Unfortunately, Rogers’ tale is far less concerned with such issues than with tidily pairing off its forlorn single characters and reuniting its betrothed ones — all of which comes about during a climax set at a hospital that’s shameless in its heartstring tugging. In the process of advancing plot threads to their telegraphed conclusions, the film strands its actors with little to do but bicker, pout, grin and swoon with metronomic predictability. Undermined by an unfocused story that can barely even tell us about these individuals’ deep-seated hang-ups, much less adequately dramatize them, Keaton, Goodman, Helms, Wilde, Arkin, Seyfried, Tomei and Mackie merely coast by on charisma. Similarly functional, Elliot Davis’ sweeping camerawork around twinkling Christmas-decorated sets fails to energize the hectic proceedings, while the soundtrack, mixing Bob Dylan and Sting tunes with traditional seasonal classics, would be right at home at a Starbucks.

Film Review: ‘Love the Coopers’

Reviewed at AMC Loews Lincoln Square 13, New York, Nov. 10, 2015. MPAA Rating: PG-13. Running time: 107 MIN.


A CBS Films release and presentation of an Imagine Entertainment, Groundswell Films and Handwritten Films production. Produced by Michael London, Jessie Nelson, Janice Williams. Executive producers, Kim Roth, Anna Culp, Ted Gidlow, Steven Rogers, Diane Keaton. Co-producers, Robin Fisichella, Marsha L. Swinton.


Directed by Jessie Nelson. Screenplay, Steven Rogers. Camera (color, widescreen, HD), Elliot Davis; editor, Nancy Richardson; music, Nick Urata; production designer, Beth Rubino; art director, Gregory A. Weimerskirch; set decorator, Paul Cheponis; costume designer, Hope Hanafin; sound (DTS/SDDS/Dolby Digital), Jim Emswiller; supervising sound editor, Ron Bochar; re-recording mixer, Ron Bochar; special effects coordinator, Raymond M. Tasillo; visual effects, Method Studios, Shade VFX, Phosphene, the Molecule; stunt coordinators, Stephen Pope, Steve Davison, Peter Epstein; assistant director, Darin Rivetti; casting, Mary Vernieu, Venus Kanani.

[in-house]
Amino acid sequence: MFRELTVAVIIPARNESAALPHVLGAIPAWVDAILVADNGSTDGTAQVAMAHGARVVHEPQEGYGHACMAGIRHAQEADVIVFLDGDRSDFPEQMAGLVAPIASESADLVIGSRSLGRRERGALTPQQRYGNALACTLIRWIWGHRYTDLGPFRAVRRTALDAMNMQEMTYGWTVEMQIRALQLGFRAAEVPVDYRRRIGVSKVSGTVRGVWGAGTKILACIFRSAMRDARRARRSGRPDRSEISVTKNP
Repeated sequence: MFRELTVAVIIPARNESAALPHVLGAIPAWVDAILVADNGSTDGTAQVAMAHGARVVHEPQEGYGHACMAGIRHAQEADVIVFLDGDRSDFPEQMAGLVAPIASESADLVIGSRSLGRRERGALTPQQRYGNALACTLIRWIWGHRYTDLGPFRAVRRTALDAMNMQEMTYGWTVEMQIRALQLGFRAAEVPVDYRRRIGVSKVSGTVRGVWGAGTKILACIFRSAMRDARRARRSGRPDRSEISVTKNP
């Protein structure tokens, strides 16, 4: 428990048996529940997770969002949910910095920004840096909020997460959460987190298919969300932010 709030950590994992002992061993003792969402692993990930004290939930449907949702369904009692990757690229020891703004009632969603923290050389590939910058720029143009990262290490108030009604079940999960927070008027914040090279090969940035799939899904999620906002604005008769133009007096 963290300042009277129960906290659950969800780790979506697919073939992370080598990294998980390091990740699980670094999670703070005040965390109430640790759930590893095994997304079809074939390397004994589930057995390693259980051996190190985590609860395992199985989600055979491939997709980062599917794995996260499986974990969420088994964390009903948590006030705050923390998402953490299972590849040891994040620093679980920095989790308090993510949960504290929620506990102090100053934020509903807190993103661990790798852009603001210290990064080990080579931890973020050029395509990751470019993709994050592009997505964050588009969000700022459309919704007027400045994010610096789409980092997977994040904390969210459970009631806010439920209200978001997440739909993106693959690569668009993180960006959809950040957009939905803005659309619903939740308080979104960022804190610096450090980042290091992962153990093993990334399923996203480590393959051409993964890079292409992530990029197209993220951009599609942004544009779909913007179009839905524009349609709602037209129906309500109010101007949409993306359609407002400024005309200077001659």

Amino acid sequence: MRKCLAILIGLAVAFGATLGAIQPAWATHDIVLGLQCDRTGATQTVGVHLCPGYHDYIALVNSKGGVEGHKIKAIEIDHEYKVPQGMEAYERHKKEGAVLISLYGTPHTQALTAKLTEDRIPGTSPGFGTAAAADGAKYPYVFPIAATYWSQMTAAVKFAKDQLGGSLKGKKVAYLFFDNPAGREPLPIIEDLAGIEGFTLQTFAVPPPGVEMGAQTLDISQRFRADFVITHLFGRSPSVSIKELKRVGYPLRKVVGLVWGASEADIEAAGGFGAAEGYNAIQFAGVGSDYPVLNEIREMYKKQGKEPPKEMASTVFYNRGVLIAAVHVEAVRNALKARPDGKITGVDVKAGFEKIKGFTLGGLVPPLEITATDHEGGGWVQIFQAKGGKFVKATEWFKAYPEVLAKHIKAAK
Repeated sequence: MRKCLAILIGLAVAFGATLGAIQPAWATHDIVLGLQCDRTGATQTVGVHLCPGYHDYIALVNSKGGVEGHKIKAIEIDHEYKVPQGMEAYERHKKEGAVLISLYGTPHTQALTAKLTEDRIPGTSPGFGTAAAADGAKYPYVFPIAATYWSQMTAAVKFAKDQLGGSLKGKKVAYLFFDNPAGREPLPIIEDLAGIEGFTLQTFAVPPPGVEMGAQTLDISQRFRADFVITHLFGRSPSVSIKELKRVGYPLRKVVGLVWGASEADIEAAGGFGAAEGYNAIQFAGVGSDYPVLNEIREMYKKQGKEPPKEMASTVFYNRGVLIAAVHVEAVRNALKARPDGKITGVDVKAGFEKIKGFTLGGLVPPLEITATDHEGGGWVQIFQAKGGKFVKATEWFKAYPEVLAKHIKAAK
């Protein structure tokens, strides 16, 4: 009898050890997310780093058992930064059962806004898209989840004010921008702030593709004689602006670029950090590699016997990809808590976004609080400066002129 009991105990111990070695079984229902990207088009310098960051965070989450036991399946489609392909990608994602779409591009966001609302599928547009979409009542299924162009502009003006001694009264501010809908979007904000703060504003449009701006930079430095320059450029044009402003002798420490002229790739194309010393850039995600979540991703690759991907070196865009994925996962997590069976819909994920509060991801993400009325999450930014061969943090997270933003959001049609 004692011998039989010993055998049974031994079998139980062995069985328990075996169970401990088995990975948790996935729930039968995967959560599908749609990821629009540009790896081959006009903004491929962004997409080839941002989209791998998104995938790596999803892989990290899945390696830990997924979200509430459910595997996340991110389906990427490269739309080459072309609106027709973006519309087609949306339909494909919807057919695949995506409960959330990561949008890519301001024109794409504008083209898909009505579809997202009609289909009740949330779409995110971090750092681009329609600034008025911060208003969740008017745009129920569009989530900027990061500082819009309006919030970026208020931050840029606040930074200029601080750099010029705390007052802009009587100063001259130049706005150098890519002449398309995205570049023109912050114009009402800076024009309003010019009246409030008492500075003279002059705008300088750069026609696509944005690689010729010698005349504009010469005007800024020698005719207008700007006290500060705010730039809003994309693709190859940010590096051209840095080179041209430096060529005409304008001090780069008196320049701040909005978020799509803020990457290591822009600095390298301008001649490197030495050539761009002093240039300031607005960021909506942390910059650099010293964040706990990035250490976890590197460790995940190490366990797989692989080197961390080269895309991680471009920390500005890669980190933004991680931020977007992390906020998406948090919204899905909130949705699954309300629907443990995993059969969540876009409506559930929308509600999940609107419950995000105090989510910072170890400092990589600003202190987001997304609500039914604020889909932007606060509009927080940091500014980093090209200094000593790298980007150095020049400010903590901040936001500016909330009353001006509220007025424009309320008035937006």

Alan Arkin, John Goodman, Ed Helms, Diane Keaton, Anthony Mackie, Amanda Seyfried, June Squibb, Marisa Tomei, Olivia Wilde, Alex Borstein, Jake Lacy. Voice: Steve Martin.

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  1. cate says:

    Aww, it’s not that bad. Have a little Christmas charity. Liked the Pittsburgh setting anyway.

  2. Becky Turner says:

    This movie is bad, bad, bad. Dysfunctional, disgusting. Not what people need to see or hear at this time in our world. Sex seems to be the topic of the whole movie.The remark about the Christmas song with the Lord and come let us adore him. She makes a derogatory remark! Shame on her.